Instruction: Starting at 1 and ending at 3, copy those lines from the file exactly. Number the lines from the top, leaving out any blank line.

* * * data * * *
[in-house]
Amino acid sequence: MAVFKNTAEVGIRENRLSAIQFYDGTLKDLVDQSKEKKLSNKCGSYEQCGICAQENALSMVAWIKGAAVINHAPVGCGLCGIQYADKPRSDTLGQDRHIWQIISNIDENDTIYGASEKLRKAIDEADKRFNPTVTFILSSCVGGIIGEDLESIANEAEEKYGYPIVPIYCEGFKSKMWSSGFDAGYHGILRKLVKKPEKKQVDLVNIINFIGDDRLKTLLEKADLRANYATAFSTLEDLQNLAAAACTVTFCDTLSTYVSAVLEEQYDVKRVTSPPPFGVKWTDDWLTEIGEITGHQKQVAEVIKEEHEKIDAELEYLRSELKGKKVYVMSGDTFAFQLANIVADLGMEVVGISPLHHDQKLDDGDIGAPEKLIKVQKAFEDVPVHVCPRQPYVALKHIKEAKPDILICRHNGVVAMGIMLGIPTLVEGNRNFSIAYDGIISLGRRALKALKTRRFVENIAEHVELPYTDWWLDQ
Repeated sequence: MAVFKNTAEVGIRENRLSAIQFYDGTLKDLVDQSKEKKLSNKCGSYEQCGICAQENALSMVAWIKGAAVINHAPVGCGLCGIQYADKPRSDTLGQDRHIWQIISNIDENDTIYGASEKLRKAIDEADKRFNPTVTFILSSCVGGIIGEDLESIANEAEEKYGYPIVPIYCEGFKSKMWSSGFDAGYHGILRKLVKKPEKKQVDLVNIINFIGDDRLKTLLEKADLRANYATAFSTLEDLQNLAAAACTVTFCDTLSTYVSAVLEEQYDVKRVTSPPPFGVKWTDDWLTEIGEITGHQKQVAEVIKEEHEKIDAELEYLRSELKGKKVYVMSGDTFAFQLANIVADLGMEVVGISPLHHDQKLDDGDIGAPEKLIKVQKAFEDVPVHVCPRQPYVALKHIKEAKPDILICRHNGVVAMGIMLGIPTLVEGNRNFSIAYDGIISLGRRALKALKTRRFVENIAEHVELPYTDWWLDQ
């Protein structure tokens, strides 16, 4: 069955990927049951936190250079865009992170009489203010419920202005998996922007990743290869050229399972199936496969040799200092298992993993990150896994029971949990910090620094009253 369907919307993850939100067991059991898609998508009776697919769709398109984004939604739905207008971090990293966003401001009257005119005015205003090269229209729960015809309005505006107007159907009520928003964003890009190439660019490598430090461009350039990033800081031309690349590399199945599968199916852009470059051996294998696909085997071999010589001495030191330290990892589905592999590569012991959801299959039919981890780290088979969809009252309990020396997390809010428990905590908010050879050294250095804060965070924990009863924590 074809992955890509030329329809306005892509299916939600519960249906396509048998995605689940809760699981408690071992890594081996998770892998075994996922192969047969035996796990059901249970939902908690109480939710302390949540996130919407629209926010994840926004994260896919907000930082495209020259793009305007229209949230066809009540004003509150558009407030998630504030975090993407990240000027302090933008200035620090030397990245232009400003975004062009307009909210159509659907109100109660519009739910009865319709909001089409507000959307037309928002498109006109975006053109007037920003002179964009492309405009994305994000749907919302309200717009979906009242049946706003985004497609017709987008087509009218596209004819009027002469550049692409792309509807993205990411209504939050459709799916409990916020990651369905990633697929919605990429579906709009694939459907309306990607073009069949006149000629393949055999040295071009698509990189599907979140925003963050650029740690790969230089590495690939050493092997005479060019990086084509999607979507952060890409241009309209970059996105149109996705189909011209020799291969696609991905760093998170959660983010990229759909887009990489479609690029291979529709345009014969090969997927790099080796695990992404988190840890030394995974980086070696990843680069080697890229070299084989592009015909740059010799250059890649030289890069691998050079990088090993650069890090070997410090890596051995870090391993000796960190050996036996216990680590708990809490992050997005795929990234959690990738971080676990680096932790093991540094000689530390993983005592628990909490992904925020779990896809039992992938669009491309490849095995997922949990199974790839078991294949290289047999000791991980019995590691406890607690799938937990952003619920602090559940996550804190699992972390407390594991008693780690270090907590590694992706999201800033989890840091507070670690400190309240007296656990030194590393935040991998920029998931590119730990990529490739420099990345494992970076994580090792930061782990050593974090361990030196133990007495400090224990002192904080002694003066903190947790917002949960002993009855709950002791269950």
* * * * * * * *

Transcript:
[in-house]
Amino acid sequence: MAVFKNTAEVGIRENRLSAIQFYDGTLKDLVDQSKEKKLSNKCGSYEQCGICAQENALSMVAWIKGAAVINHAPVGCGLCGIQYADKPRSDTLGQDRHIWQIISNIDENDTIYGASEKLRKAIDEADKRFNPTVTFILSSCVGGIIGEDLESIANEAEEKYGYPIVPIYCEGFKSKMWSSGFDAGYHGILRKLVKKPEKKQVDLVNIINFIGDDRLKTLLEKADLRANYATAFSTLEDLQNLAAAACTVTFCDTLSTYVSAVLEEQYDVKRVTSPPPFGVKWTDDWLTEIGEITGHQKQVAEVIKEEHEKIDAELEYLRSELKGKKVYVMSGDTFAFQLANIVADLGMEVVGISPLHHDQKLDDGDIGAPEKLIKVQKAFEDVPVHVCPRQPYVALKHIKEAKPDILICRHNGVVAMGIMLGIPTLVEGNRNFSIAYDGIISLGRRALKALKTRRFVENIAEHVELPYTDWWLDQ
Repeated sequence: MAVFKNTAEVGIRENRLSAIQFYDGTLKDLVDQSKEKKLSNKCGSYEQCGICAQENALSMVAWIKGAAVINHAPVGCGLCGIQYADKPRSDTLGQDRHIWQIISNIDENDTIYGASEKLRKAIDEADKRFNPTVTFILSSCVGGIIGEDLESIANEAEEKYGYPIVPIYCEGFKSKMWSSGFDAGYHGILRKLVKKPEKKQVDLVNIINFIGDDRLKTLLEKADLRANYATAFSTLEDLQNLAAAACTVTFCDTLSTYVSAVLEEQYDVKRVTSPPPFGVKWTDDWLTEIGEITGHQKQVAEVIKEEHEKIDAELEYLRSELKGKKVYVMSGDTFAFQLANIVADLGMEVVGISPLHHDQKLDDGDIGAPEKLIKVQKAFEDVPVHVCPRQPYVALKHIKEAKPDILICRHNGVVAMGIMLGIPTLVEGNRNFSIAYDGIISLGRRALKALKTRRFVENIAEHVELPYTDWWLDQ